A Shared Care Model: Providing Rehabilitation Services in Primary Care
What is DCD?
Children with Developmental Coordination Disorder (DCD) have difficulty performing everyday motor tasks such as printing or playing on the playground with other children. Their motor skill level is below that of typically developing children even though they have at least average intellectual ability and no other diagnosable neurological disorder (American Psychiatric Association, 2000). These children take longer to learn and to perform tasks, plus they experience many frustrations as they attempt ordinary activities such as dressing and feeding (Polatajko & Cantin, 2006). More than 192,000 Ontario children experience significant difficulties with motor skill coordination, interfering with academic achievement and everyday activities. DCD is a chronic health condition, comorbid with other childhood disorders (e.g., attention deficit/hyperactivity disorder; speech/language impairment) that can often lead to long-term negative social-emotional and physical/health consequences (Wilson, 2005).
What is a shared care model for children with DCD?
This shared care model introduced occupational therapists (OT) into primary care offices to assist with the identification, diagnosis and management of DCD.
The project aimed to improve access to care for children with DCD and their families through:
- the education of physicians who, in turn, educated parents of children with DCD;
- collaboration between primary care physicians and rehabilitation professionals.
Why did we do this study?
While 18% of children in primary care practices have developmental conditions, many go unrecognized. DCD is one of these conditions. It is highly prevalent (5-6% of school-aged children) yet it is poorly understood or acknowledged by most physicians ( Hamilton, 2002). Primary care physicians would benefit from education about DCD. The earlier that identification of DCD can take place for a child, the sooner interventions can begin, diminishing the negative secondary consequences of this disorder.
Rehabilitation professionals such as occupational therapists have specialized knowledge about developmental difficulties and can contribute to the identification and diagnosis of coordination disorders in children.
Who participated in this study?
One hundred and forty-seven primary care physicians in the Ottawa area joined this project. These physicians referred 125 children to the study: 116 of these children participated and were assessed by an OT.
What was done?
- Multimedia evidence-based resources about DCD were developed for educating primary care physicians and families.
- Working with opinion leaders from the medical community, educational workshops and resource materials were provided to physicians and to over 400 other professionals who provide services to children.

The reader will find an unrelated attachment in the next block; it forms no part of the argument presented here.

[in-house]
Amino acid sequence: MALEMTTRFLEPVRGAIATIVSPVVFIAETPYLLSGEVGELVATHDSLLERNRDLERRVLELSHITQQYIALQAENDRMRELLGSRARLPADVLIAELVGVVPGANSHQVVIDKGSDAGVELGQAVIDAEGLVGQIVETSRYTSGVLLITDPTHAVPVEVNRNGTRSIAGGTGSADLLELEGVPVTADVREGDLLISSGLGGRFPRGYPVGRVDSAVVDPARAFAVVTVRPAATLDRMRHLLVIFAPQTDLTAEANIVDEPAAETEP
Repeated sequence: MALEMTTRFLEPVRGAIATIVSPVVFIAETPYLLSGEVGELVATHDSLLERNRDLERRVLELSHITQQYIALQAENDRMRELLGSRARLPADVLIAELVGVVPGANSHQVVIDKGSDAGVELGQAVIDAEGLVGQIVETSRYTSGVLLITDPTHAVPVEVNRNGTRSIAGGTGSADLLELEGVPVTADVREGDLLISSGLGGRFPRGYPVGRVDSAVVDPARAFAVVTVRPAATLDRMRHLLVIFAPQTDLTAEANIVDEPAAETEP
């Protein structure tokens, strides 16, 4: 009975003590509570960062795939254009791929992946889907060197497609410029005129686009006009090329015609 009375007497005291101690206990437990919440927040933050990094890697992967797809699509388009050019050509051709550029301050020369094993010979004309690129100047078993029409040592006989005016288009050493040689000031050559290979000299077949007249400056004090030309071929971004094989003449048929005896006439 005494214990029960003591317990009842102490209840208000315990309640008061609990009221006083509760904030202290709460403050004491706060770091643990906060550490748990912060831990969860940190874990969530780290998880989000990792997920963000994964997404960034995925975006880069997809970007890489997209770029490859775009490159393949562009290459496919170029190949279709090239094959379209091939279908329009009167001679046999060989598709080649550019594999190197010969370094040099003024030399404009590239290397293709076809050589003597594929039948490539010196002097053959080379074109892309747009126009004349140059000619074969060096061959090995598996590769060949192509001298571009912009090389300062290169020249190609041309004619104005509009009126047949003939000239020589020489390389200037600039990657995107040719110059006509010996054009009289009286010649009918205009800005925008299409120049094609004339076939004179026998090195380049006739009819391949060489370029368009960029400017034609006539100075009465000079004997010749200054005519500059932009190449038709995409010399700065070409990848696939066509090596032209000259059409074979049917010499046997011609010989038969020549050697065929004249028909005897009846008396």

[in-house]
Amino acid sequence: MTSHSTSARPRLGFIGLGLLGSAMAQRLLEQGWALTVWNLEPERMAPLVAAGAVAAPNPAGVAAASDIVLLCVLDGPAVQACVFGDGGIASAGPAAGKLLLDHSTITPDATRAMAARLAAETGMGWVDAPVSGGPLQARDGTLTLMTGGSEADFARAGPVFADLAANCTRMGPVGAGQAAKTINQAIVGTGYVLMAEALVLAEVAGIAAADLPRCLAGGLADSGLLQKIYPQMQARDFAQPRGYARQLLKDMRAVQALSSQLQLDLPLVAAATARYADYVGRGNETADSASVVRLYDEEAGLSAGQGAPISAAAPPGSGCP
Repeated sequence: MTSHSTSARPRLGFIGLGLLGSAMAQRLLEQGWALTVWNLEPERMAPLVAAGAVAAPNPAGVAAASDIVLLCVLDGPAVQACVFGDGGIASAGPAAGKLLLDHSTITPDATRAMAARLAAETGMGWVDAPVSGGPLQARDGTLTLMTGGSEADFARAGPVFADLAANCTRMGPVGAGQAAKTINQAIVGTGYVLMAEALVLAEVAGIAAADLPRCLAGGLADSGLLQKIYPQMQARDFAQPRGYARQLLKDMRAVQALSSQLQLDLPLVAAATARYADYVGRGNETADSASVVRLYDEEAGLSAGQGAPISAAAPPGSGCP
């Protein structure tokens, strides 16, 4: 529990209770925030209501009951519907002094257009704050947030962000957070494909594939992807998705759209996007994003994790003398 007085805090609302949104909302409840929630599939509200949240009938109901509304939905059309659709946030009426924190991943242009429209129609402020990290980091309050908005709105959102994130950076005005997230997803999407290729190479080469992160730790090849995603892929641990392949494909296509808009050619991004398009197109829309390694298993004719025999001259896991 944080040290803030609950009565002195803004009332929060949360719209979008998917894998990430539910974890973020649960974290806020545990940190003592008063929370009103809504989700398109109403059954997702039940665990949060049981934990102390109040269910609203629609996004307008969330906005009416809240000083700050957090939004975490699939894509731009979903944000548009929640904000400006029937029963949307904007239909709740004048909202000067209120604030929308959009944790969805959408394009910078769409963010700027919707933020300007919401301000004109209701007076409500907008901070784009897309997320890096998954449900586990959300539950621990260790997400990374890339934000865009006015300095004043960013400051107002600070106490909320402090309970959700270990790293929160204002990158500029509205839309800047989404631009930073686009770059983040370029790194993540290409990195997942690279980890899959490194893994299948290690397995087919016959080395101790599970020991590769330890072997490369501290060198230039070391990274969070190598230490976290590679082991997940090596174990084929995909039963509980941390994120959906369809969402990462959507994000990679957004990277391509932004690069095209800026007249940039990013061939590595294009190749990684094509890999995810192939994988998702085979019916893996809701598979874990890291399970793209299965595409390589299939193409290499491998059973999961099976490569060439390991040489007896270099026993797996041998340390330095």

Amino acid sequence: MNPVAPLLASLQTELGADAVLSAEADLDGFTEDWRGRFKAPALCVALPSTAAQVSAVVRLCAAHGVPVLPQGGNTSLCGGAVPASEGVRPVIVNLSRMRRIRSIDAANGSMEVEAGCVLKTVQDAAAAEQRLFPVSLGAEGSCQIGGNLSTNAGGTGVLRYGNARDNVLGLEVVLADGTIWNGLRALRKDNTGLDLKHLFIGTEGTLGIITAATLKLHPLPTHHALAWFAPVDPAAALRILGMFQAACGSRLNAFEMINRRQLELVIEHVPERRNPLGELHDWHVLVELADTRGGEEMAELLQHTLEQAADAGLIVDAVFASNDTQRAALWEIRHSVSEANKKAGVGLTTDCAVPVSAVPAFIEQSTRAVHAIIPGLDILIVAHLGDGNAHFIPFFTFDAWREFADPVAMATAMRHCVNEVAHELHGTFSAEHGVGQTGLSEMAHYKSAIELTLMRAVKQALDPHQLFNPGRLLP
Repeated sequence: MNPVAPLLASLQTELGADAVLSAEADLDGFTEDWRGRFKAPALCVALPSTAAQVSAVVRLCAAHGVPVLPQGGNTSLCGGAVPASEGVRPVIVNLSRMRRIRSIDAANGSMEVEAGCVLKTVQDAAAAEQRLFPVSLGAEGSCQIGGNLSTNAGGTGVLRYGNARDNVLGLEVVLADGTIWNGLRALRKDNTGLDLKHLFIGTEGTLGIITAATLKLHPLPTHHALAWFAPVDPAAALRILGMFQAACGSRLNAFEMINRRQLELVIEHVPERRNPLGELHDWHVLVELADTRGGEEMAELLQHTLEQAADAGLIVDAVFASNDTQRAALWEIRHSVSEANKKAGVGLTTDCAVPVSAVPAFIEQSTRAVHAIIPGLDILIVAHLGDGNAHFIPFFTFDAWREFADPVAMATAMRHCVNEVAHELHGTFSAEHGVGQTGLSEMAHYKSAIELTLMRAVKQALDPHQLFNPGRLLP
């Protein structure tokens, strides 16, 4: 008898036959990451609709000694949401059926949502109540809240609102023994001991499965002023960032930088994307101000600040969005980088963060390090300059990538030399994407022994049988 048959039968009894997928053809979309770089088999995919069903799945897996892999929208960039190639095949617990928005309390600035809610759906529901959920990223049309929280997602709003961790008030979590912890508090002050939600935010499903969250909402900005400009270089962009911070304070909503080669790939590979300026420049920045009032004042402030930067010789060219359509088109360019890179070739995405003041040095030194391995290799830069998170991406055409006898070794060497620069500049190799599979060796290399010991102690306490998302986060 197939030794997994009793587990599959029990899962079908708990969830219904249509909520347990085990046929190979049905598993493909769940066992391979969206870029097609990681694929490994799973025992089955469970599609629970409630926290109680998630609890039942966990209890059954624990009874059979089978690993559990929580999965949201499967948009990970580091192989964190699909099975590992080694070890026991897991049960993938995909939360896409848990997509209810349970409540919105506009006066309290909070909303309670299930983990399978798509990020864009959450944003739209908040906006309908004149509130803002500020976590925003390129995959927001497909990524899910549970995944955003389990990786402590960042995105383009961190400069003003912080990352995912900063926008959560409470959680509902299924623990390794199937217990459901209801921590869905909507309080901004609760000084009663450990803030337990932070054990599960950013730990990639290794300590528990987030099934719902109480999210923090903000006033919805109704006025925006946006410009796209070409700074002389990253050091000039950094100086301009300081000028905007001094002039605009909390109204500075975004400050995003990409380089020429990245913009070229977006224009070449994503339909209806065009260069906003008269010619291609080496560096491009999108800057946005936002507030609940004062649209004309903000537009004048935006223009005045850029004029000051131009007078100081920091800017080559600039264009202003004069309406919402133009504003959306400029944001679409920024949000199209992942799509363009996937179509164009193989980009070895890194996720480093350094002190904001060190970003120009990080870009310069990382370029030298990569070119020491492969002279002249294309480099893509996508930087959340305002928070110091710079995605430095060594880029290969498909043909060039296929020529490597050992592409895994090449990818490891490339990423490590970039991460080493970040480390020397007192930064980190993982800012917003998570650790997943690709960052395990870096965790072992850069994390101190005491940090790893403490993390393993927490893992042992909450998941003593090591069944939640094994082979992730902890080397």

- State-of-the-art knowledge translation techniques were used to provide individualized, interactive sessions for physicians from single or group practices. Using Rogers ' Diffusion of Innovations model, the knowledge selected for sharing was relevant, valued, accessible, and rapidly applied by physicians. Immediate feedback and mechanisms for continued application were built into the model.
- OTs reviewed "at risk" patients with the primary care physician and taught screening techniques.
- 125 children were screened and referred by physicians for individualized OT assessment.
- Following each OT assessment, consultative feedback sessions were jointly provided by the physician and the OT to the families of the children.
- Families were provided with evidence based resources to share with important 'others' in their child's life, e.g. teachers, coaches, family members.
- Thirty children who were suspected of having other comorbid conditions were referred on for an inter-disciplinary assessment at the Children's Hospital of Eastern Ontario.
What was found?
- A survey of physicians' knowledge conducted prior to the study revealed that 91% of physicians did not know what DCD was and only 0.5% were able to diagnose it.
- After the study, educated physicians were 89.7% accurate in identifying children who had motor problems (104 of the 116 children referred). Eighty-seven children were subsequently diagnosed with DCD.
- The shared care model was reported to increase both family and physician satisfaction.
- OTs working in primary care settings with physicians enabled families to receive appropriate education and resources.
- The model provided access to the right health professional at the right time.
What do the findings mean?
This study had two purposes: 1) to educate primary care physicians about a common developmental condition and, through them, to educate families; and, 2) to introduce rehabilitation professionals into the primary care setting to assist with the identification, assessment and management of children with DCD.
Our findings indicate that:
- Ottawa-based physicians know more today about how to identify motor coordination problems than they did previously.
- A n office-based partnership between OTs and physicians was effective in improving the quality of care for children with motor difficulties.
- The shared care model tested was cost-effective and beneficial to children and their families, service providers and the health care system in decreasing wait times and in encouraging self-management by families.
What is next?
- The shared care model introduced in this study should be tested with other rehabilitation professionals and other developmental health conditions where primary care physicians and families would benefit from being educated and empowered.
- Rehabilitation involvement in primary care settings should be considered in the new Local Health Integration Networks as a model to decrease cost and improve outcomes for children and families.